We ditched the Boner and wandered back to Yesterdays, but at that point I wasn’t feeling it anymore.  I was crouched on the sidewalk in front of the bar, bored with the overabundance of life unfolding around me, when an exasperated-looking girl with red hair and black boots swept past me and into the bar.  And I was back.  I followed her in.

The timeline for that weekend becomes a bit fuzzy after that, but I think it goes like this: I had a large man nearly twist off my nipples in the middle of Pearl Street at bar time, my friend and I raged about some offense in our dark living room, another roommate staggered in and begged him for pot, Red Girl had a breakdown, I told her things would be fine, and she replied that things would never be fine.  Later, she and I became friends, then we ended up in a relationship for two years, and then we became friends again.  So I was right.

May Gambrinus’ grace watch over you all, you glorious drunks.

The Designer’s Drugs: Tori Amos – Night of Hunters


Medium: Album

Stimulus: Tori Amos – Night of Hunters

Anno: 2011



Tori Amos doing a classical-themed album is sort of an obvious proposition.  As it turns out, it’s also a powerful reality.  The classical aspects of Night of Hunters aren’t blatant; the songs are still mostly built around Tori’s vocals and piano, with all the new orchestral sounds filling out the periphery.  What makes this album different from her previous works, however, almost seems to be the knowledge that this was going to be a classical album.  That label does more to define Night of Hunters than any change in instrumentation.

It’s a very long and dark album, both brooding and distant.  The contradiction is that the music found here is about as menacing as anything Amos has made, yet the lyrics often have a feel of epic poetry and lack Amos’ usual fire.  Sometimes it’s more of an opera than a collection of songs.  The nine minutes of slow decline comprising “Battle of Trees” construct the most obvious example of this grandiose sense of fiction.  It’s a strange thing to say about a musician who once created an entire album exploring five separate aspects of herself, but Night of Hunters feels like Amos at her least personal.  That’s not awful by any stretch – as the brilliant ten minute darkness of “Star Whisperer” proves – but it does require some level of adjustment.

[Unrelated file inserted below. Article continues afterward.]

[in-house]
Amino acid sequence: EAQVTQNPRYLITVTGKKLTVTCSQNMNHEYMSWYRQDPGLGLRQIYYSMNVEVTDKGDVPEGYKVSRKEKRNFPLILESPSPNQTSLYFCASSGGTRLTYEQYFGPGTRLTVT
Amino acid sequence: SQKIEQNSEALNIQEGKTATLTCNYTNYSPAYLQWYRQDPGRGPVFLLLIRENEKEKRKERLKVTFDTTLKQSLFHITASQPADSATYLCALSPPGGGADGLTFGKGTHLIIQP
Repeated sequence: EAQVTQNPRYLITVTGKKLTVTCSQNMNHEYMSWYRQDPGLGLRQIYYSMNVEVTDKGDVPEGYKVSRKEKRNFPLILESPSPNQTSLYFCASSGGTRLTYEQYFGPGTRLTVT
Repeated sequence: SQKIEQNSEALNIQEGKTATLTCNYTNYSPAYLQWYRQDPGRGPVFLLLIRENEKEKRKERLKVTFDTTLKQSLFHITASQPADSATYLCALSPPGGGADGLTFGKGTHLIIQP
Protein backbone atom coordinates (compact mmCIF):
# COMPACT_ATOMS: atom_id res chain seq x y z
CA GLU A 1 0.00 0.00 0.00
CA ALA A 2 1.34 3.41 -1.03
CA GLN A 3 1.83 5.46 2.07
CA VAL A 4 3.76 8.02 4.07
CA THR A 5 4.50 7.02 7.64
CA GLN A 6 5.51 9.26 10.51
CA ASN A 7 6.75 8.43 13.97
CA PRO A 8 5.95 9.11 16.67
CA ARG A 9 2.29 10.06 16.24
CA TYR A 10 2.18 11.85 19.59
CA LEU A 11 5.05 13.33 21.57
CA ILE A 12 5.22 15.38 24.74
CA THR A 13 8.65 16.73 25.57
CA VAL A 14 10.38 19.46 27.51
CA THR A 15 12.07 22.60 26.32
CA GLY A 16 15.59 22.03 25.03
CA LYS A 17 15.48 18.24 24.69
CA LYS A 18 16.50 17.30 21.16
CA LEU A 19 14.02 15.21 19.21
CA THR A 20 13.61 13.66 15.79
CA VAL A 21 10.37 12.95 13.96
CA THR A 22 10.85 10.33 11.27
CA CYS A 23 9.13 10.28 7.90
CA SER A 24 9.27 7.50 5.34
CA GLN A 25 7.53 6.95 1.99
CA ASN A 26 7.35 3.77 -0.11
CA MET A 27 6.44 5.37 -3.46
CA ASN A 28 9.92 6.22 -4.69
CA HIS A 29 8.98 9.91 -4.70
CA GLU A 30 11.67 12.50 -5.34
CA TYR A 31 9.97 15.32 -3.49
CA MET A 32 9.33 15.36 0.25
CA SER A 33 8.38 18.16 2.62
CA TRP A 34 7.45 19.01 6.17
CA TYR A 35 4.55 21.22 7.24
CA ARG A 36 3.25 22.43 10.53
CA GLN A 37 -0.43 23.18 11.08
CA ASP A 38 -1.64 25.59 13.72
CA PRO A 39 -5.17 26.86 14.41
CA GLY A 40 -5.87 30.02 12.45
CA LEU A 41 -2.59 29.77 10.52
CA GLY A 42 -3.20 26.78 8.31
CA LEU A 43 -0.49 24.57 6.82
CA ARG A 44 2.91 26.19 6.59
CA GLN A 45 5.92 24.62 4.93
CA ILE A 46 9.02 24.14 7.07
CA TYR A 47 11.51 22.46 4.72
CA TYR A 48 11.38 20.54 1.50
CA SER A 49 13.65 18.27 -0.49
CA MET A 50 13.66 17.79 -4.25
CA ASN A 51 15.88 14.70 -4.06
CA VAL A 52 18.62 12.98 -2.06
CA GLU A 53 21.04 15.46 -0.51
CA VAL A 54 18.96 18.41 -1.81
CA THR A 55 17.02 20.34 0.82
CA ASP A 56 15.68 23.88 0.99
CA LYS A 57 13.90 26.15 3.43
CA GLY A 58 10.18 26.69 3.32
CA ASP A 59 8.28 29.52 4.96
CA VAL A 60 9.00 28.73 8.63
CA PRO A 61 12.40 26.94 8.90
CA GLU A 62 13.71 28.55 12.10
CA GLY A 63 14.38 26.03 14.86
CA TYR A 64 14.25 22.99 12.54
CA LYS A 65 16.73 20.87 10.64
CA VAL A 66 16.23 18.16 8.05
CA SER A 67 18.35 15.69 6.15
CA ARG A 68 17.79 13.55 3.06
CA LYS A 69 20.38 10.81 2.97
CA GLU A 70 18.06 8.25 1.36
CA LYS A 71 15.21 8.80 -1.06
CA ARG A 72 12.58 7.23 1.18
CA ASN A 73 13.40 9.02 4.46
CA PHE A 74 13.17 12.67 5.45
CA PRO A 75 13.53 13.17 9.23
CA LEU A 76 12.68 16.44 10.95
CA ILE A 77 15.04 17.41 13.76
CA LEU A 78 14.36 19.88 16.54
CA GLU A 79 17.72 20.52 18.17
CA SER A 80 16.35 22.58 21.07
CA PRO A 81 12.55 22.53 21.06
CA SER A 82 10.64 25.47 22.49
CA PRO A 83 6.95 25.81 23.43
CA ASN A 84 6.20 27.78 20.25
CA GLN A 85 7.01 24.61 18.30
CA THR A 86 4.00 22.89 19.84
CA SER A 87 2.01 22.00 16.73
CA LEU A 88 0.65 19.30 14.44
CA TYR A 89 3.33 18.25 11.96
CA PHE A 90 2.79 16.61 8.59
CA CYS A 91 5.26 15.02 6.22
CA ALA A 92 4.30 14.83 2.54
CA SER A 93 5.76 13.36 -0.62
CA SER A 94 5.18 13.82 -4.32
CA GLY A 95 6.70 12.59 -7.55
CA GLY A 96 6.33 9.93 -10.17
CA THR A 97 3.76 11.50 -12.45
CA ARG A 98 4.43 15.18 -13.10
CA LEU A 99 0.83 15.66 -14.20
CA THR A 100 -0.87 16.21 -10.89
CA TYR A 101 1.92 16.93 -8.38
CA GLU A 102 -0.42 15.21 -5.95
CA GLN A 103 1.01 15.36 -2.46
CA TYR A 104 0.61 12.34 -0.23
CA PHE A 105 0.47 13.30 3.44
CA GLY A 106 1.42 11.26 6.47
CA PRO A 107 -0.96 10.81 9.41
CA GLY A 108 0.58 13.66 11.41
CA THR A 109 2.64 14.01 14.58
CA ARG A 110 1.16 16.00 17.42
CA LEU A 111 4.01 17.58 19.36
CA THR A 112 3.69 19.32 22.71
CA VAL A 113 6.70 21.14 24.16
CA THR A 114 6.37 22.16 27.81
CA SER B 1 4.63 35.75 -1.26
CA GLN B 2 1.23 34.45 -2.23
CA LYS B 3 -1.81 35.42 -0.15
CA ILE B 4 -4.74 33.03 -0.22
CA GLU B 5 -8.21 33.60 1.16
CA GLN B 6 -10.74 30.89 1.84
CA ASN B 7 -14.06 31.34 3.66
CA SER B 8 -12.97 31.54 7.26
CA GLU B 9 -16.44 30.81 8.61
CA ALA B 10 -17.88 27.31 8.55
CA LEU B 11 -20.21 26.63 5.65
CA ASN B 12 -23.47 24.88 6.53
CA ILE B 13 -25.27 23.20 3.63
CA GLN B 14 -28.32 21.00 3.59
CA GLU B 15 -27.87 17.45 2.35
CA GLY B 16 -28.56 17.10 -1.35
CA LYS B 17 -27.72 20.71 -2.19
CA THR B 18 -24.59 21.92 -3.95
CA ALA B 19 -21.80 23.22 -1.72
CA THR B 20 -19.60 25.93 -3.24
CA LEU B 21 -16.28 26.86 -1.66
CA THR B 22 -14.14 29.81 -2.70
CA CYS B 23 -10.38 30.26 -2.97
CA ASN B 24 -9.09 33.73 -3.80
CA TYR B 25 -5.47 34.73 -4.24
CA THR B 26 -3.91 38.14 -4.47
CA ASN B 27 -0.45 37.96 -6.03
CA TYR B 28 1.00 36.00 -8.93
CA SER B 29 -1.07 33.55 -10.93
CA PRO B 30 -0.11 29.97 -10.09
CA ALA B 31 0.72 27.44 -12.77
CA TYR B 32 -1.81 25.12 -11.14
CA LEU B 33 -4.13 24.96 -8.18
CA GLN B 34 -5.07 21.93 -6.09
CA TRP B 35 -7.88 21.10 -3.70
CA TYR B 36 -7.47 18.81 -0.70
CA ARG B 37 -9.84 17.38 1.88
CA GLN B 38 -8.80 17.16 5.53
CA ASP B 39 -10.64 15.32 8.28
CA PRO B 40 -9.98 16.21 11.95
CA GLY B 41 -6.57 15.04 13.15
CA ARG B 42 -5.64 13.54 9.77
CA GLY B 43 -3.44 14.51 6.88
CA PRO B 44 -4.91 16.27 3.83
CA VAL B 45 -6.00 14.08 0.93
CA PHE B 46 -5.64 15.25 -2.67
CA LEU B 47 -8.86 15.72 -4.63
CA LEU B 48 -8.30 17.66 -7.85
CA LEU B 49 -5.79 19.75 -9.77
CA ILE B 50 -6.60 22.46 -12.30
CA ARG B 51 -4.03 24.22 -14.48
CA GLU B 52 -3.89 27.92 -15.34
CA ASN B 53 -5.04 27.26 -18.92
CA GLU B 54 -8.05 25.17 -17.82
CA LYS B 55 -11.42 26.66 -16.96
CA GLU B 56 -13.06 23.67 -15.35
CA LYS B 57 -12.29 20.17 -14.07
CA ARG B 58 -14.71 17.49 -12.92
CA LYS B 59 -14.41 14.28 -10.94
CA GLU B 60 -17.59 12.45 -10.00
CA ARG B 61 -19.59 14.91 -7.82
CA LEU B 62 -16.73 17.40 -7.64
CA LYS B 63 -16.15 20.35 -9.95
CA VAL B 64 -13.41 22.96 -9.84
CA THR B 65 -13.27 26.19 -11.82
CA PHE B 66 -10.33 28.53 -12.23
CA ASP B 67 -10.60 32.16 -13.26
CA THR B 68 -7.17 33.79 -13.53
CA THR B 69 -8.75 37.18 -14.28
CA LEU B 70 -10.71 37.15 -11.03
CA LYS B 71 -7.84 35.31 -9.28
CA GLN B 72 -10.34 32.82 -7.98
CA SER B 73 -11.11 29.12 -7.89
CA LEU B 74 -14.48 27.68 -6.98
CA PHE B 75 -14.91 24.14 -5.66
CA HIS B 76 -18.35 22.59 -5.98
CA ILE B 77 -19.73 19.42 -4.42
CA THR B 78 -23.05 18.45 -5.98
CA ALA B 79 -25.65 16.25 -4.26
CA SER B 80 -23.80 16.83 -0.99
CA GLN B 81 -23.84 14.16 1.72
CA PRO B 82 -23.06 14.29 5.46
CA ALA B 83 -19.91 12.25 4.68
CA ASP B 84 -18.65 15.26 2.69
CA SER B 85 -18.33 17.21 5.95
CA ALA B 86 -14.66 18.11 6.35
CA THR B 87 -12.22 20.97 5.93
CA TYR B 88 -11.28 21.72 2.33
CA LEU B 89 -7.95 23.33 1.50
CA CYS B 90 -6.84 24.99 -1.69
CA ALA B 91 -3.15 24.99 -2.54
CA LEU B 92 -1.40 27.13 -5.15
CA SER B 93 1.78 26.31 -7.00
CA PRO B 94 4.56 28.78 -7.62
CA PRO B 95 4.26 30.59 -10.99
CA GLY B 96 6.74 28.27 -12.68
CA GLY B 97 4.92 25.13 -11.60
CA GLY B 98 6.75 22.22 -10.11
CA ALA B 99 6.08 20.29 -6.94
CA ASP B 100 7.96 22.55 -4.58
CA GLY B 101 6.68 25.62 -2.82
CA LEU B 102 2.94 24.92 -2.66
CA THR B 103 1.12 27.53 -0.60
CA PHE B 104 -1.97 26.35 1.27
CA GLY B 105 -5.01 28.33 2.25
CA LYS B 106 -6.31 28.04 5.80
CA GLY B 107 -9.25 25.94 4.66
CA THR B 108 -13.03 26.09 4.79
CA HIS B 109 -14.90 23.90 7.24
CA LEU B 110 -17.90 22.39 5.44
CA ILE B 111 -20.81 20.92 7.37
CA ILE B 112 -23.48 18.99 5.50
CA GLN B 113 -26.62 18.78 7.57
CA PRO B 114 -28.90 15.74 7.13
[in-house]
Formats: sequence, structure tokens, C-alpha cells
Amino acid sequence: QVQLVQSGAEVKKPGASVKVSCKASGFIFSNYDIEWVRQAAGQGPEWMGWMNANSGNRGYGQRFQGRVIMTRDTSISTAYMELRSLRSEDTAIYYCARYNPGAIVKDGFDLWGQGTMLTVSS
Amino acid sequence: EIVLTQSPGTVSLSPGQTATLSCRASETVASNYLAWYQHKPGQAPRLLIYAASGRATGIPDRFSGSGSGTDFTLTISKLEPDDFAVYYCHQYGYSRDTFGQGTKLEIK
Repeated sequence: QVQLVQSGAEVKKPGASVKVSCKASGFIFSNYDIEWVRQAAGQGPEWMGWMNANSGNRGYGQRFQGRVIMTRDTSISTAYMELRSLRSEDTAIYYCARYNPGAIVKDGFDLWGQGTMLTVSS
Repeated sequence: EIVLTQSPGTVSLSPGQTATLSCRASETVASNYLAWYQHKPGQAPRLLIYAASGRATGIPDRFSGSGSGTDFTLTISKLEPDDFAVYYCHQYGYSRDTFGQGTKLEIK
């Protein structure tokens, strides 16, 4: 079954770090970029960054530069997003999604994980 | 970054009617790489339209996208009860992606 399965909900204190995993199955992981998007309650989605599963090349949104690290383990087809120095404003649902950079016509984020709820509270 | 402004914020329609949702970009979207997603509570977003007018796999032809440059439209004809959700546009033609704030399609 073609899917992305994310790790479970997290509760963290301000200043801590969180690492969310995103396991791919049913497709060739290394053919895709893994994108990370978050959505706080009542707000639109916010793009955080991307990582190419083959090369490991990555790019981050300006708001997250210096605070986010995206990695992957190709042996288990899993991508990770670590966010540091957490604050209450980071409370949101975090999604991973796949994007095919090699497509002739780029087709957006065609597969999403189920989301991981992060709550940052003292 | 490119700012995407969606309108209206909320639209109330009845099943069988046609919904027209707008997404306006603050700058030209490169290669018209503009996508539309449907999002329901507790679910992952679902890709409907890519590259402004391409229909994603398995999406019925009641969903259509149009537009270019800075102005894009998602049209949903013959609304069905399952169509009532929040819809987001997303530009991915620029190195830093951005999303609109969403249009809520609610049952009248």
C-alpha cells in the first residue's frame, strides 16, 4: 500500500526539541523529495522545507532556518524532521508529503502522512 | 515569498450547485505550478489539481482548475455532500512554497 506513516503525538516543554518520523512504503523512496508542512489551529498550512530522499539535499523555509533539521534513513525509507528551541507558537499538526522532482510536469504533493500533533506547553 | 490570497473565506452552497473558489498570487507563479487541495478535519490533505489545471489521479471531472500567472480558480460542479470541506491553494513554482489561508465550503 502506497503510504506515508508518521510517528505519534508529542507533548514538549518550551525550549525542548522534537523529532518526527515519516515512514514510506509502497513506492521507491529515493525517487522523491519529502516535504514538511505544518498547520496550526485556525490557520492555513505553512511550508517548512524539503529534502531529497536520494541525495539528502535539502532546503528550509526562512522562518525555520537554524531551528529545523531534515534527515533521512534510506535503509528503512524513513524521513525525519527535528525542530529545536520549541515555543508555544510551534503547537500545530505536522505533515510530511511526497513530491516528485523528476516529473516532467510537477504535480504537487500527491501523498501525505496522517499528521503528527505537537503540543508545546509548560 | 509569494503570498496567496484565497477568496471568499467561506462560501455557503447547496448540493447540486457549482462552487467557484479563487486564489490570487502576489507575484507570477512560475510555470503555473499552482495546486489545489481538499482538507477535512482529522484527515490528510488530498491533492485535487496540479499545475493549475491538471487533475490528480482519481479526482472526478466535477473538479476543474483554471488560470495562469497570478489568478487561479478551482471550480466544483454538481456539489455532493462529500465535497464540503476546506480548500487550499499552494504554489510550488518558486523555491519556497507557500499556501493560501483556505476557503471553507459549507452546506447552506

Also requiring some adjustment is the addition of Amos’ daughter on backup vocals.  She’s a bit raspy and nervous, which tends to take away from the songs in which she appears.  The greatest example of this is the Alice and Wonderland-like “Cactus Practice,” which dips into the sort of repeat after me chorus mantras that normally show up in hip hop singles.

There is an example in which the backup steps up, however.  “Job’s Coffin” is one of the moments in which the album shakes off its epic classical programming, and this sort of bluesy feminist call to action is vocally driven by Tori’s daughter, whose rougher voice serves it rather well.

The usual response to those times when musicians create albums that buck their established formulas is to give them a condescending pat on the head and say “Nice experiment!” while waiting for the errant artists to remember where their bread is buttered.  Night of Hunters, however, never comes off as a toe in the water, something to be later written off as non-canonical (see: Y Kant Tori Read?).  Sure, I’d like to hear more albums from Tori Amos that have the high energy, tempos, and lyrical fists of her usual work, but would I listen to another half dozen albums of Amos doing classical?  If they’re like this, then absolutely.